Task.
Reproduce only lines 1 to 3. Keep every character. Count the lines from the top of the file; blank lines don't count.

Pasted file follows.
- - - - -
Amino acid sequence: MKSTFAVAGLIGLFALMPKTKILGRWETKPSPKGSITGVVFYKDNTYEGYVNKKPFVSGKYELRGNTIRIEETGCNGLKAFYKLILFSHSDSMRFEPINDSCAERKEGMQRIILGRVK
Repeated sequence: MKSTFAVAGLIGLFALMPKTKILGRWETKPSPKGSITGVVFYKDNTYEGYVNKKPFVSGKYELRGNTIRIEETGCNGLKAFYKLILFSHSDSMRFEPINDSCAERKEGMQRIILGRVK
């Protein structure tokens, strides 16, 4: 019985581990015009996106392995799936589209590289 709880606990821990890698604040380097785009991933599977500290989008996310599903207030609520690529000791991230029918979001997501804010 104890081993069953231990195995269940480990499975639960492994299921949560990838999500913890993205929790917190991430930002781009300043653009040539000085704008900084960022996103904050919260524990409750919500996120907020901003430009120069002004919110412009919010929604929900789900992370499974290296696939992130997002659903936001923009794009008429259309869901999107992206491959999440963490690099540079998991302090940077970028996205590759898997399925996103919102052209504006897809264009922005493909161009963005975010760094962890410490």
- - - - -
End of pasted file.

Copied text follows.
Amino acid sequence: MKSTFAVAGLIGLFALMPKTKILGRWETKPSPKGSITGVVFYKDNTYEGYVNKKPFVSGKYELRGNTIRIEETGCNGLKAFYKLILFSHSDSMRFEPINDSCAERKEGMQRIILGRVK
Repeated sequence: MKSTFAVAGLIGLFALMPKTKILGRWETKPSPKGSITGVVFYKDNTYEGYVNKKPFVSGKYELRGNTIRIEETGCNGLKAFYKLILFSHSDSMRFEPINDSCAERKEGMQRIILGRVK
């Protein structure tokens, strides 16, 4: 019985581990015009996106392995799936589209590289 709880606990821990890698604040380097785009991933599977500290989008996310599903207030609520690529000791991230029918979001997501804010 104890081993069953231990195995269940480990499975639960492994299921949560990838999500913890993205929790917190991430930002781009300043653009040539000085704008900084960022996103904050919260524990409750919500996120907020901003430009120069002004919110412009919010929604929900789900992370499974290296696939992130997002659903936001923009794009008429259309869901999107992206491959999440963490690099540079998991302090940077970028996205590759898997399925996103919102052209504006897809264009922005493909161009963005975010760094962890410490």